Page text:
my first stalk

I was taken out for my first stalk at the weekend in west sussex - I thought I might share thoughts & observations...
At the range beforehand
- am left handed and the two estate rifles are both right handed, so the grip throws my hand so far forwards that the front of the trigger guard sits where the trigger should feel - definitely need that FAC through so I can get a proper leftie stock
- .243 was a sako 75 with laminate stock and mod firing 100 grain. Recoil was no different to a 12b and certainly less than i expected. Found I couldn't hold my eye on the target as shot was taken (recoil or flinching??)
- .308 was a remington without mod firing 150 grain. This thing HURT!!! Will be interesting to see how much a mod on a .308 brings the kick down, but also seemed to be a lighter rifle than the sako, so may be a few things at play here
- I tried out tri-sticks at about 80m. I found that key to getting a stable aim was to plant feet sideways across line of fire. Initially i had them in line with line of fire, and therefore in line with the rifle resting on the sticks, and this made for a wobbly setup
- groupings and aim were 2inch groups and obviously persuaded my mentor I'm not a loonie as we then headed off to his permission (with the .243)

the evening
- stalked across / around various fields and woodland and then headed for a highseat in a lone tree in the middle of a field, about 160m downwind of the field / woodland edge and facing west
- first impression of deer - bl**dy difficult to get close to. Am sure I have been much closer to deer when out walking in woods, or maybe its the way that fallow herd together?
- spent a lot of time trying to pick up the subtleties of not making so much noise (no vocal chords when whispering, silent use of bolt & car doors, picking feet up, and yes - making sure mobile phone was turned off!)
- saw a few fallow, but nothing within range or that presented a safe shot
- sunset was about 8.45, and at about 8.15 we headed to the highseat. deer were already in the field upwind of the seat, so getting to the highseat was a thigh burning slow motion creep to keep out of sight.
- getting into the highchair earned another tip from my mentor - climb at the speed of a three toed sloth, and keep feet as close to hands as possible. apparently makes me look less recognisable as a human if I am a blob
- spotted a fallow pricket grazing in the field, mentor ranged it at 143m, but no safe shot as was either end on, or blocked by a doe feeding with it. Eventually the doe moved on and at 8.45 I had a side on clear shot. And the damn thing sat down....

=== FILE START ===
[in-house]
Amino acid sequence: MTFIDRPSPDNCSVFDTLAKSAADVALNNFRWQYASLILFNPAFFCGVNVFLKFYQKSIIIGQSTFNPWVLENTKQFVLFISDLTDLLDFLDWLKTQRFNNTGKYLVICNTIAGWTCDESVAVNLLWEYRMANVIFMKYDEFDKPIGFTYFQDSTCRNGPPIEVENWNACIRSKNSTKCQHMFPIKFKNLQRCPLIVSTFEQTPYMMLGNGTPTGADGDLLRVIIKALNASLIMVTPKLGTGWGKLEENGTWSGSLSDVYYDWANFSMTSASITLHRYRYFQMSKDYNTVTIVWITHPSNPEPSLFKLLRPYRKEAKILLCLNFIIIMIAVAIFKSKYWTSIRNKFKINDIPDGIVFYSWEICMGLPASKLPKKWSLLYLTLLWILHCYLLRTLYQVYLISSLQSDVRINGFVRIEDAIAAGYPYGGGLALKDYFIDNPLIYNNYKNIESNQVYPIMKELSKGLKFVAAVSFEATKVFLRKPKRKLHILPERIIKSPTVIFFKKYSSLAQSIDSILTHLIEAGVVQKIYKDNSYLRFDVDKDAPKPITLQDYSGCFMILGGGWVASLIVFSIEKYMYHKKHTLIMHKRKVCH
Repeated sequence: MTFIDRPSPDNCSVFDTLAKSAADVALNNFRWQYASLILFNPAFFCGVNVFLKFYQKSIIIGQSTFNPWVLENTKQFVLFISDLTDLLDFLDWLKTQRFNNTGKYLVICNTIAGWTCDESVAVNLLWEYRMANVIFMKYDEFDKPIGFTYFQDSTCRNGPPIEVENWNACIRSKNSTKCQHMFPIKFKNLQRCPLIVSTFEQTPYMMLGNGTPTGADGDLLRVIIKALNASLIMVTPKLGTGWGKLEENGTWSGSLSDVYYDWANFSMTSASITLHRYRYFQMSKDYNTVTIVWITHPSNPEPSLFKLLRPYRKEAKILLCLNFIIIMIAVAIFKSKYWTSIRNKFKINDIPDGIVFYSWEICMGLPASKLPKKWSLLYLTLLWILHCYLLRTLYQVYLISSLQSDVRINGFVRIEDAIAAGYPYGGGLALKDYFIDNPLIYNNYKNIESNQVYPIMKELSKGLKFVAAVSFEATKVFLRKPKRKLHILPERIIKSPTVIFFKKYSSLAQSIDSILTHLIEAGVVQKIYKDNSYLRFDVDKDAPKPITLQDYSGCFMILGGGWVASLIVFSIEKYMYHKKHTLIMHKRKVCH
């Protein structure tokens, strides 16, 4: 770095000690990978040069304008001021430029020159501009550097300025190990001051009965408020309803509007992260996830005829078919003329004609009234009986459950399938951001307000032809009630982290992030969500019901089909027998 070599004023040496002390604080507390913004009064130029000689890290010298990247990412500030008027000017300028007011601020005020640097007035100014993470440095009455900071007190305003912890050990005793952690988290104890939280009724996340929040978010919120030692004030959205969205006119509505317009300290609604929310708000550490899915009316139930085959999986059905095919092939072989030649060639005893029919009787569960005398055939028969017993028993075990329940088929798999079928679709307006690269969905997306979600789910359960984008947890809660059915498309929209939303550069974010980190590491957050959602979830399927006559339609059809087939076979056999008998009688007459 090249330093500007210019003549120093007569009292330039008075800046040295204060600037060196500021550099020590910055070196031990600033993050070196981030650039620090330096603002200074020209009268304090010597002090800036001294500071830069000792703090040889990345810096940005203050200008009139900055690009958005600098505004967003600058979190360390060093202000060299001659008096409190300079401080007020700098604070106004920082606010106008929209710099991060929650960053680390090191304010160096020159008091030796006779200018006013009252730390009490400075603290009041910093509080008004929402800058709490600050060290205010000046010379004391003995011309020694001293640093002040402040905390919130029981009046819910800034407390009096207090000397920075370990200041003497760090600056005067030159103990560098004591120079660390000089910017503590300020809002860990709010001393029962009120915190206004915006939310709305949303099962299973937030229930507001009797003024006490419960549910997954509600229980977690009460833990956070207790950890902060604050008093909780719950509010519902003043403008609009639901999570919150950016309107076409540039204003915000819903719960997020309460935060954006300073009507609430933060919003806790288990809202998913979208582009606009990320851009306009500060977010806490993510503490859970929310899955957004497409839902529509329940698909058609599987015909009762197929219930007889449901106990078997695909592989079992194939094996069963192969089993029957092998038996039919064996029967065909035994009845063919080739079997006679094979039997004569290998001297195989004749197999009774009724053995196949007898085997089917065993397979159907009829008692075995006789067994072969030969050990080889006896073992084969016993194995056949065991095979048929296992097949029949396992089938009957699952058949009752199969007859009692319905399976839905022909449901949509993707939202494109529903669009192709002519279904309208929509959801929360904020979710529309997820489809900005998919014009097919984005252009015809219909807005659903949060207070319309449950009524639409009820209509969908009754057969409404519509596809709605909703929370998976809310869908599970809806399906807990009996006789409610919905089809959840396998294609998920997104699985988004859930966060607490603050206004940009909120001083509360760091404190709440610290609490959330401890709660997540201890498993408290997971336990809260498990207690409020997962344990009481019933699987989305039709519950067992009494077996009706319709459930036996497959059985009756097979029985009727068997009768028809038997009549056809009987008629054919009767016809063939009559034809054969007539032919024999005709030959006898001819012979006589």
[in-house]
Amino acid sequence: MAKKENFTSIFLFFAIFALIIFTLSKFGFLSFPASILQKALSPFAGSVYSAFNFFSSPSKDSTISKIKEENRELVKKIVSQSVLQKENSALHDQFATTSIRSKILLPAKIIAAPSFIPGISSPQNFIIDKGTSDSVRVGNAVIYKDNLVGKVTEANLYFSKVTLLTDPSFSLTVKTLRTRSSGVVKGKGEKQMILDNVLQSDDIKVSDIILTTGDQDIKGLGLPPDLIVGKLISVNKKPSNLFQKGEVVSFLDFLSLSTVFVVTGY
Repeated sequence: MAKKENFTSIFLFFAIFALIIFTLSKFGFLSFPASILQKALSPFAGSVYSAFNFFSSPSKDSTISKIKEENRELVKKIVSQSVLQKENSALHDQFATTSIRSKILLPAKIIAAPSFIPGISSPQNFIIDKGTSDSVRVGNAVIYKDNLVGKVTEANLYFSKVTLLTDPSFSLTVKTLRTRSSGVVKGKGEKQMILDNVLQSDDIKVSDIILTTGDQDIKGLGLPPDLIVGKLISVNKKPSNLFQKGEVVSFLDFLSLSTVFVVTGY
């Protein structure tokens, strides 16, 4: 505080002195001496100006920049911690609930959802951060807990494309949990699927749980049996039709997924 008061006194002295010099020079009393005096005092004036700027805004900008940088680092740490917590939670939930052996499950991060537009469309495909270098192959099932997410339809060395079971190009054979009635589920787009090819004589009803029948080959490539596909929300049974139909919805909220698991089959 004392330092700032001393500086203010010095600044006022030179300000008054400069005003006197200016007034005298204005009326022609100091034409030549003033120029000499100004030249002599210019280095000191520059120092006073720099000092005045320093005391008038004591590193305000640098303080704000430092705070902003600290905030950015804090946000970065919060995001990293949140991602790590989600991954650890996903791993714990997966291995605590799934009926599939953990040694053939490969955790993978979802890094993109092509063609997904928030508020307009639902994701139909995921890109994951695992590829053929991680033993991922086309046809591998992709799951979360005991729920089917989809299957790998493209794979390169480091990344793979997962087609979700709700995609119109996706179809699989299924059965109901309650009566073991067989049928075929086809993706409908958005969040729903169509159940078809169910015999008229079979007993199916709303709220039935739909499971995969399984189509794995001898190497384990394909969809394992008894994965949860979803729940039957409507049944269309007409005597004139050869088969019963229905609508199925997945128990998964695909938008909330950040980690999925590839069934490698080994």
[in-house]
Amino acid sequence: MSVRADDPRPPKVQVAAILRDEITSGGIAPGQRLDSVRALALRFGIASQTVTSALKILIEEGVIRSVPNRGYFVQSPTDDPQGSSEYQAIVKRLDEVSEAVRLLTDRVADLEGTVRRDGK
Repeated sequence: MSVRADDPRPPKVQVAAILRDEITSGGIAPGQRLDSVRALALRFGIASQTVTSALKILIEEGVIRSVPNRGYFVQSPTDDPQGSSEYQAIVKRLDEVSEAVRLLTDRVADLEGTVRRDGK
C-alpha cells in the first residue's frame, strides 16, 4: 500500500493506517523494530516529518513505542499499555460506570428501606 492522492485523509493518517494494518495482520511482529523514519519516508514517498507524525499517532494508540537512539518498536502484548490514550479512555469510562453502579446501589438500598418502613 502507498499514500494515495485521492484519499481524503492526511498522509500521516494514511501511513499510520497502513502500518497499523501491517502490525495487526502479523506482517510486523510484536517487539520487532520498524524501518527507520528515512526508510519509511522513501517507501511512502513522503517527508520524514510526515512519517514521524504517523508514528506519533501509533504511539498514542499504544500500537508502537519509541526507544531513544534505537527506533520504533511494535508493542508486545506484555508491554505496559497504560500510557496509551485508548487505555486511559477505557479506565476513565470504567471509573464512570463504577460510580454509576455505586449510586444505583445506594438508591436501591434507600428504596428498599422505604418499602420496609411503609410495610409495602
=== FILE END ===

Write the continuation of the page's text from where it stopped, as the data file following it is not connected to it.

- 9.10 and it was getting so gloomy that with the naked eye, the deer at the back of the field were disappearing into the darkness of the woodland backdrop. This is my first experience of using optics in anger, and they are absolutely incredible in terms of their light gathering. I have leica 10x42 trinovid bins, and the scope was a swarovski 8*56 and both enabled me to see not only the deer standing in the grass, but also the ears of the pricket still sitting down. This meant that I did have a sighting problem when changing from bins to scope (as quietly as possible) as had to use scope to search the darkness for the target once he was up again. But stand up he did, mentor confirmed it was safe to shoot and I squeezed the trigger.
- Again I didn't see the bullet hit and then I couldn't find the deer in my sights. In my search of the ground where he had stood I forgot to reload, but mentor assured me he had dropped where he stood.
- We gave it 10 mins or so and then approached the area and sure enough, one dead pricket. Overwhelming feeling was a sense of relief at not having balls'd up the shot.
I watched the gralloch (so much to learn, but I will have a go next time), and shot was in on 5th rib, out between 5th&6th, having taken out the top of the heart and some lung tissue. Liver also appeared to have some bullet damage to the thin end, but not sure if that is odd as still learning deer physiology.

Deer carcass now hanging in the chiller (courtesy of mentor) and am picking up this weekend to teach myself carcass butchery. Larder weight was about 40kg, but apparently will be a couple of kg lighter after a week in the chiller Tony 002.jpg

All in, a great evening out on my first deer stalk, and huge thanks to Richard Whiteley (my mentor)


Well-Known Member
Well done. Good write up. It takes time to learn all involved in deer stalking but no one was born an expert.
Its amazing how quickly you can learn when you eager.



Well-Known Member
Nice write up and congratulations on your first deer! Unfortunately you will now find out how addictive this sport is, that I can assure you of!!
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